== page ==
Ongoing throughout all this has been this fear (curse?) that Qualtan would end up losing everything: his sword, respect, his position, all of it. A few books down the road, he’ll finally find out for sure…
“How could you let that rogue touch you? You’ve tumbled over many a man who dared, including me!” Euric said, taking hold of Jesepha’s shoulder.
“My business is my own!” Jesepha responded.
“Surely you are not attracted to him?! He is a brigand and a scheming profiteer! Probably has more wives in more lands that you have fingers and toes!”
“Your opinion means little to me.”
“And what of your opinion of me?”
Jesepha sighed, pausing her step. “Euric…” She began to complain. He quickly put a finger to his lips, pulling her to a quiet alcove within the ship.
“We don’t have time for this.” She argued.
“Yes we do. I play no games this time. You know how I feel about you. I have attempted to court you…”
“As you have many a maiden back home.”
“Because you deny me at every turn! I have no choice! What is it? Why will you not honor me with a favorable response? For awhile I thought you had chosen Bartholomew…”
“Bartholomew? He has looked out for me, and mentored me. I love him as I would an older brother.”
Jesepha allowed her usually tough exterior to slacken. Her voice became soft, and gentle.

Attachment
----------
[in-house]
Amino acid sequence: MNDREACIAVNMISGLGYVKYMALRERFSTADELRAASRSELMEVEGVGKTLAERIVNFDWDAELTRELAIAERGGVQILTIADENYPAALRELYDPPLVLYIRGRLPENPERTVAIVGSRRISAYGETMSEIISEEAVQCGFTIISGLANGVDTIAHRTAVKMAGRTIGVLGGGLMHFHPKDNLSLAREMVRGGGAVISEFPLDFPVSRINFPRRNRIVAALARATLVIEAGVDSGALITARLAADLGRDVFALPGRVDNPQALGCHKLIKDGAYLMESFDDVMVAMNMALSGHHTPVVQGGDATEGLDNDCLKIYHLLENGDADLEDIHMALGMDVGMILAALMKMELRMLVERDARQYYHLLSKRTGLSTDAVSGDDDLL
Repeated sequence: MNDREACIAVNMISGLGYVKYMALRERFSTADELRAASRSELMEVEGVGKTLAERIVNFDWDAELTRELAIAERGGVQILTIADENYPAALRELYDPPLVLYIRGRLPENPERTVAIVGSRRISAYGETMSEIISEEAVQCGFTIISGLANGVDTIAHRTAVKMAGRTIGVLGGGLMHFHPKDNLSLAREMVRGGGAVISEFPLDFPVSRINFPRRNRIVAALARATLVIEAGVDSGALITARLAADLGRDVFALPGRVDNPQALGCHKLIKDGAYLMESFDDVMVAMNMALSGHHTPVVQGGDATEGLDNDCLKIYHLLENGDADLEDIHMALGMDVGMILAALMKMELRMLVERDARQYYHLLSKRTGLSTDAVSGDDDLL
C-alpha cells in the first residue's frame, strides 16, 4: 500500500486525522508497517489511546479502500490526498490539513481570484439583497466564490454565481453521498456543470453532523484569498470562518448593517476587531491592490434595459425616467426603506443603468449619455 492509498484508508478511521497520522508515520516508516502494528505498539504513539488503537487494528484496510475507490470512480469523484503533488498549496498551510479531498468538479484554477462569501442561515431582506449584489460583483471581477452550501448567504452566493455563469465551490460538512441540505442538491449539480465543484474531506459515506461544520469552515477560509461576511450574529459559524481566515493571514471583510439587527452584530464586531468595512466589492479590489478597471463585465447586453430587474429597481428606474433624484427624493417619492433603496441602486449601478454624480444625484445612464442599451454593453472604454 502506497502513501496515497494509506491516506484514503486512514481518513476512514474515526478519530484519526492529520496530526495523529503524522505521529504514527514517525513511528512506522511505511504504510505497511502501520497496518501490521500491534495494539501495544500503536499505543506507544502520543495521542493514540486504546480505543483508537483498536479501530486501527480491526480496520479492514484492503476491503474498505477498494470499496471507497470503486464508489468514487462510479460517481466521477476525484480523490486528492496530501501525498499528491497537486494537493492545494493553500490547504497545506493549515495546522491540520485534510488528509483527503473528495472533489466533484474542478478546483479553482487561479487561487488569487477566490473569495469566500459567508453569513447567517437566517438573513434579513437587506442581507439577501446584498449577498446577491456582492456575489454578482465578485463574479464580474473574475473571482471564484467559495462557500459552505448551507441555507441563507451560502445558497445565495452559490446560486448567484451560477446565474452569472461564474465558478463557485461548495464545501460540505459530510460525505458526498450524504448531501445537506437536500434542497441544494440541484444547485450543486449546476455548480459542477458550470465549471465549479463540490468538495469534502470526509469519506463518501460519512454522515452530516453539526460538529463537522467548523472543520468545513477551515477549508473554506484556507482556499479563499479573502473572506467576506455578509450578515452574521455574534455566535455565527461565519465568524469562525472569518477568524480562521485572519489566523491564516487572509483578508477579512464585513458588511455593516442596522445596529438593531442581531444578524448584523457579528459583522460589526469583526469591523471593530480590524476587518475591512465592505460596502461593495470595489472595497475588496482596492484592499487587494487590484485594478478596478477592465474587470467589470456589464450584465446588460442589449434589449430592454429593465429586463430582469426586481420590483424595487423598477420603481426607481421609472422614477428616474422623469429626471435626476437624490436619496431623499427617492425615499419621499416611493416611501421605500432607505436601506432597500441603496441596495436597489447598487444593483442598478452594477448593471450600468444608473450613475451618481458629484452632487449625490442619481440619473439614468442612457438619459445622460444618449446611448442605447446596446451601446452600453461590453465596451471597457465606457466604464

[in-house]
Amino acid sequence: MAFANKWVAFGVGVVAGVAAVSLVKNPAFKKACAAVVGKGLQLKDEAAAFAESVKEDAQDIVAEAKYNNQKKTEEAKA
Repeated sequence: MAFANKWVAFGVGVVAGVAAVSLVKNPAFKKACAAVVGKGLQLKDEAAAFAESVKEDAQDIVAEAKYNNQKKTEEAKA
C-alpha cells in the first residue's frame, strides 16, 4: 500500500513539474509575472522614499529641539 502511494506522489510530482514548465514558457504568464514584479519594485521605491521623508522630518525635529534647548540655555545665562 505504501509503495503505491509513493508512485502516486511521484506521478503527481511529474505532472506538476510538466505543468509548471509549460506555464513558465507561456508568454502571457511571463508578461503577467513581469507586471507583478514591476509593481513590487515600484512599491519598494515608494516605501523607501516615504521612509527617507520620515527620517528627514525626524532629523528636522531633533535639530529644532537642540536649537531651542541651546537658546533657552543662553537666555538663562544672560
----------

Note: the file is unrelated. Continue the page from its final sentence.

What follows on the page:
“Euric, you are like a younger brother to me. You are kind, and despite your childish antics and annoying prattle, you are a true knight. I know your feelings for me, and I have done my best to dissuade you of them. I’m sorry.”
Euric’s eyes looked down. He frowned with sadness. He shuffled uneasily.
Jesepha could see his pain, and smiled sadly. She placed a hand on his cheek, staring into his eyes.
“Please understand, Euric. I love you as a good friend, but I cannot give you more.”
He took his hand and placed it upon hers.
“Then whose favor do you carry?”
“I carry none.”
“But surely matters of the heart have not escaped you.”
“I have not thought to concern myself with such things.”
“A horrid mistake! You cannot live by the sword alone! There is life to live, and parties to attend, and merriment to be had!”
Jesepha laughed at last. “I have enjoyed those things.”
“But alone.” Euric insisted.
This time it was Jesepha who seemed unsure of herself. “I am not closed to such matters. When the right man comes, I will know of it. Until then…”
“Until then! By that time you will be an old crone, creaking more than your armor! You aren’t getting any younger, you know…”
Jesepha’s face turned red with sudden rage.
“Not getting any younger?!” She demanded.
“You demand too much! If you continue with your ways, you will never be happy and it will be too late to show a bit of lace on your leg!”
“You insufferable, ignorant…”
“You know I speak the truth!” Euric quickly interjected.
“Argh!” Jesepha growled with frustration, quickly moving away.
Euric watched her leave. He sighed, touching the side of his face where her hand had been. “Well done, you fool!” He said to himself miserably.
Hugo Valentin Negron is an avid fan of myths, legends, and folktales. He grew up in Illinois where he still resides with his wife and son. His background includes an M.A. in clinical psychology from Roosevelt University as well as an M.A. in industrial/organizational psychology from the Chicago School of Professional Psychology.
He enjoys reading, biking, and walking winding trails through darksome forests, searching out the mystical beings that reside therein.
Links to Purchase Print Books
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Links to Purchase eBooks